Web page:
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by Eloise Grills

102 pages, Perfect Bound, 12.5cm x 17cm, 2 colour risograph insides, 4 colour risograph cover.

Like a smoke alarm that plays I Believe In Miracles by Hot Chocolate while your house burns down.Like a greased up stripper pole for use in emergencies, only. They say (I say) that death is life cumming, and death by a sexy female murderess is the female climax: slippery, elusive and by the time it finally comes you’ll wish you were never born. Sexy Female Murderesses is a warning to those who would never heed it anyway, and a childlike joy for others, like floating your rubber duck down a river of blood. Grills slices up figures of history, autobiography and speech, in a delightful springtime bloodbath for famously evil and evilly famous women—dead or alive, young and old. Burn your house down, poison your whole family, shoot your lovers point blank: just read this book before you do.

Eloise Grills is a writer, poet and comics artist based in Footscray, heavily invested in the intersection between art, writing and having too many feelings. In 2018 she received the Felix Meyer Scholarship and won the Woollahra Digital Literary Prize for her Scum Mag column, Diary of a Post-Teenage Girl. She was a finalist for a Walkley for visual storytpelling (the only queer naked punk lady to ever be shortlisted for a Walkley) and won the Lifted Brow/ RMIT non/fiction Lab Prize for Experimental Nonfiction, also in that year. She tweets and grams as @grillzoid.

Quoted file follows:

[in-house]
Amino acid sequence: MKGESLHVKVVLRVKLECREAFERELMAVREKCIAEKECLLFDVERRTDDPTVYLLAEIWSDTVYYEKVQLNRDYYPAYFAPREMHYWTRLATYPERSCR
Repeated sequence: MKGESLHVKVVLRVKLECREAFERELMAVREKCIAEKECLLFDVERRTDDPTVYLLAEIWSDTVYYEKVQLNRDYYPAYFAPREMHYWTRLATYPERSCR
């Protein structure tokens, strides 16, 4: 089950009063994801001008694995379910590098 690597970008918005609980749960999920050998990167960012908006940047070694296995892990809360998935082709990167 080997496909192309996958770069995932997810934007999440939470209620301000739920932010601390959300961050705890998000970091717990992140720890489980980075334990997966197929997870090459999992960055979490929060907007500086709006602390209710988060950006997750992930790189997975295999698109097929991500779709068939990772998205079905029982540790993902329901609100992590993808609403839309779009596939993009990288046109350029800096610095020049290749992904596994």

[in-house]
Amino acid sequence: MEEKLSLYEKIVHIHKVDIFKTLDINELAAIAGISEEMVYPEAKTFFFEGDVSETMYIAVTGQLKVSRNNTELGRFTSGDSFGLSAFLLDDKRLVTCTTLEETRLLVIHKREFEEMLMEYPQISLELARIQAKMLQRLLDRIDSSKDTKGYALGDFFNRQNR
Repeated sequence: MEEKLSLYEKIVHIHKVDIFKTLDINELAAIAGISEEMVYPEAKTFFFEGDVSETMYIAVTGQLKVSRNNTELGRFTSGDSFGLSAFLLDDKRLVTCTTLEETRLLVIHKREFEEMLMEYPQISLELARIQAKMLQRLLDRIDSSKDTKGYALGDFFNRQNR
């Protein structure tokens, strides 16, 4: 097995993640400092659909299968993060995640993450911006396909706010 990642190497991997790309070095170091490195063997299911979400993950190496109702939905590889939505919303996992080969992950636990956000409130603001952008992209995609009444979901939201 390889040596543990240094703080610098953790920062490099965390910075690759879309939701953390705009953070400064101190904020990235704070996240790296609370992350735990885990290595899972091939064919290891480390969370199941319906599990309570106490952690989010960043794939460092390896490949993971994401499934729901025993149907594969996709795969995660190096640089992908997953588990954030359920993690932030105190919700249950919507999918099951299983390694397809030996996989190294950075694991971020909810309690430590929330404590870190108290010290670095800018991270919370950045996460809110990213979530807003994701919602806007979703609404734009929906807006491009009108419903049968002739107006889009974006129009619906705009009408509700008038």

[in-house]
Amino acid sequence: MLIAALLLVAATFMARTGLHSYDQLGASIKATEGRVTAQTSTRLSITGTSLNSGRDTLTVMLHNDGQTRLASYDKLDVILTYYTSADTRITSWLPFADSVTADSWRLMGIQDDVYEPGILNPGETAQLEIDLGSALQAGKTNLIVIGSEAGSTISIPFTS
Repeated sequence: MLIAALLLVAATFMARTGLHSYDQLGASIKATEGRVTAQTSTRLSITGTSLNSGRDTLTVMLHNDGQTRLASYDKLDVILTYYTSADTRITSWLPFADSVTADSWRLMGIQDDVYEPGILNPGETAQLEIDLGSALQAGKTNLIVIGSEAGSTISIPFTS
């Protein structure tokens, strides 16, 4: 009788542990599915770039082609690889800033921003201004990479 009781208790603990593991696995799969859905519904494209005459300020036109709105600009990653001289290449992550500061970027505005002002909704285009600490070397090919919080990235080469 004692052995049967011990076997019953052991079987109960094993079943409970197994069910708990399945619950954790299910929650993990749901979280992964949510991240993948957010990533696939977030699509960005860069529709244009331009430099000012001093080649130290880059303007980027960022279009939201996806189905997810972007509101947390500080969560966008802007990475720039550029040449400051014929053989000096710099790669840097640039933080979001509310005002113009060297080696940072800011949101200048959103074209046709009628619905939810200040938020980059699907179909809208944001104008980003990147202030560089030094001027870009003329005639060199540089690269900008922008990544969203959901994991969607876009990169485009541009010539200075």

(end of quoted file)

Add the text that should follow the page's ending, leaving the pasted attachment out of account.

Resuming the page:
Praise for Sexy Female Murderesses

"Tens! Tens! Tens across the board for this insanely beautiful & extremely deadly masterpiece by Eloise Grills. The last year the publishing world has seen an explosion of sanctimonious, pristinely illustrated books of inspirational women throughout history, and this funny, lyrical gem with big windswept illustrations is the perfect antidote to so much good taste! Is it poetry? Is it history? Is it memoir? Stop asking such dumbass questions and just read it already. Grills's work is formally & lyrically daring, and it has heart, soul and thighs for days. Totally, undeniably, pour a bottle of arsenic into your husbands's dinner good. I love it forever, no take backs. " 

 Hera Lindsay Bird

"Grills’s book isn’t exactly a comedy. She doesn’t lose sight of the seriousness of the crimes, and doesn’t make excuses for the women who commit them. But she does attempt to reclaim their humanity. It’s a pitch black and beautifully written reflection on society’s reappraisal of “evil” women."

Will Cox, Broadsheet Melbourne

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